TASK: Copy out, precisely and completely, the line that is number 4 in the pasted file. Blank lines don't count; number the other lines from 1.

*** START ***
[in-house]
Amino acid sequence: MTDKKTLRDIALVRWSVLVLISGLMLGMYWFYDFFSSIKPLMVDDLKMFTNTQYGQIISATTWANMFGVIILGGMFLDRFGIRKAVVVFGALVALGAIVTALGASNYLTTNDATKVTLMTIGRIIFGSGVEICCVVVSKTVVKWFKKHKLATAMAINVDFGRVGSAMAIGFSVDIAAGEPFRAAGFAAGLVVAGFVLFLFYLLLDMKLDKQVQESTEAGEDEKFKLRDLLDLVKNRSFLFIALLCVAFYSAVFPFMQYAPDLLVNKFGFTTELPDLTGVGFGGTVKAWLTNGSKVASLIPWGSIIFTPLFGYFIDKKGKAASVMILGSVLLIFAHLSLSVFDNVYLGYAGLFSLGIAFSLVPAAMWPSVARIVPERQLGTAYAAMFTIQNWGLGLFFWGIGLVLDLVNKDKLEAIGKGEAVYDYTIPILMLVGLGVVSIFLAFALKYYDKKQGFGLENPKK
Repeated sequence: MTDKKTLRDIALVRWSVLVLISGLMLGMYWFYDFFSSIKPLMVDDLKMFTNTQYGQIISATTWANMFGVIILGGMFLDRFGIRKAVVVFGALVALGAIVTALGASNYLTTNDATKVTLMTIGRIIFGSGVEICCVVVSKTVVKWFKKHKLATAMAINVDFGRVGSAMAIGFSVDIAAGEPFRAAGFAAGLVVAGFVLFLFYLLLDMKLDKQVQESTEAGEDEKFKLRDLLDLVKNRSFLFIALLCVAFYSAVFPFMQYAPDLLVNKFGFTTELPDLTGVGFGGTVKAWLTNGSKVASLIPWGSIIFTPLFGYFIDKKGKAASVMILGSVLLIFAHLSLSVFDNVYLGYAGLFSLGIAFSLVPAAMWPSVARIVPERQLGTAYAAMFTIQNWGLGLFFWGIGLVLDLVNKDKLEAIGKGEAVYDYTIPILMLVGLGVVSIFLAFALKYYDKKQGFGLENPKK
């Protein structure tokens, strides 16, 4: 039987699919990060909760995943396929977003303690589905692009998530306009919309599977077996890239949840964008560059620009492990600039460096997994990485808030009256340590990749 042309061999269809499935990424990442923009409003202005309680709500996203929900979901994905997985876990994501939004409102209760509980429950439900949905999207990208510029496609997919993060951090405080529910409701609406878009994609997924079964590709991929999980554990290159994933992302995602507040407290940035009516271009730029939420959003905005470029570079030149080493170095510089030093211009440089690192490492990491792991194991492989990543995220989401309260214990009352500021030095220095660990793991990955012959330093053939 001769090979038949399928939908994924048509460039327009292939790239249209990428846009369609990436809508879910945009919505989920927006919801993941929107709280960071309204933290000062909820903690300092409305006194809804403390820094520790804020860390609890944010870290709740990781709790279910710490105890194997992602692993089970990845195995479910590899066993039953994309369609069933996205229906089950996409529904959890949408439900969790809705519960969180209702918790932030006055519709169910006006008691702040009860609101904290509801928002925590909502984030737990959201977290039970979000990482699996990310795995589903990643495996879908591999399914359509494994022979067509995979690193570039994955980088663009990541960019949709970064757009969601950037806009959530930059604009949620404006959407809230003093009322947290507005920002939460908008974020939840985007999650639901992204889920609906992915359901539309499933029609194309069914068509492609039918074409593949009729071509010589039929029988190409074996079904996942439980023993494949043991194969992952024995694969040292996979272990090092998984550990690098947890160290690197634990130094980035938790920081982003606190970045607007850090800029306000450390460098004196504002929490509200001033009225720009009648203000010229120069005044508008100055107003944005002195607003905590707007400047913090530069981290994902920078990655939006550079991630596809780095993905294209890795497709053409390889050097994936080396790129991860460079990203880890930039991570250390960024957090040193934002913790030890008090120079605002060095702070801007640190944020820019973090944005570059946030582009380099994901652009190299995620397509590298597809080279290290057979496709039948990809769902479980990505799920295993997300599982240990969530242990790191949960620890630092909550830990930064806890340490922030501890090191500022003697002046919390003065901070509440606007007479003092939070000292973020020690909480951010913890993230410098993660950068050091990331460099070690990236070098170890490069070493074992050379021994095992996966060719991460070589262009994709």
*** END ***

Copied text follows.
């Protein structure tokens, strides 16, 4: 039987699919990060909760995943396929977003303690589905692009998530306009919309599977077996890239949840964008560059620009492990600039460096997994990485808030009256340590990749 042309061999269809499935990424990442923009409003202005309680709500996203929900979901994905997985876990994501939004409102209760509980429950439900949905999207990208510029496609997919993060951090405080529910409701609406878009994609997924079964590709991929999980554990290159994933992302995602507040407290940035009516271009730029939420959003905005470029570079030149080493170095510089030093211009440089690192490492990491792991194991492989990543995220989401309260214990009352500021030095220095660990793991990955012959330093053939 001769090979038949399928939908994924048509460039327009292939790239249209990428846009369609990436809508879910945009919505989920927006919801993941929107709280960071309204933290000062909820903690300092409305006194809804403390820094520790804020860390609890944010870290709740990781709790279910710490105890194997992602692993089970990845195995479910590899066993039953994309369609069933996205229906089950996409529904959890949408439900969790809705519960969180209702918790932030006055519709169910006006008691702040009860609101904290509801928002925590909502984030737990959201977290039970979000990482699996990310795995589903990643495996879908591999399914359509494994022979067509995979690193570039994955980088663009990541960019949709970064757009969601950037806009959530930059604009949620404006959407809230003093009322947290507005920002939460908008974020939840985007999650639901992204889920609906992915359901539309499933029609194309069914068509492609039918074409593949009729071509010589039929029988190409074996079904996942439980023993494949043991194969992952024995694969040292996979272990090092998984550990690098947890160290690197634990130094980035938790920081982003606190970045607007850090800029306000450390460098004196504002929490509200001033009225720009009648203000010229120069005044508008100055107003944005002195607003905590707007400047913090530069981290994902920078990655939006550079991630596809780095993905294209890795497709053409390889050097994936080396790129991860460079990203880890930039991570250390960024957090040193934002913790030890008090120079605002060095702070801007640190944020820019973090944005570059946030582009380099994901652009190299995620397509590298597809080279290290057979496709039948990809769902479980990505799920295993997300599982240990969530242990790191949960620890630092909550830990930064806890340490922030501890090191500022003697002046919390003065901070509440606007007479003092939070000292973020020690909480951010913890993230410098993660950068050091990331460099070690990236070098170890490069070493074992050379021994095992996966060719991460070589262009994709």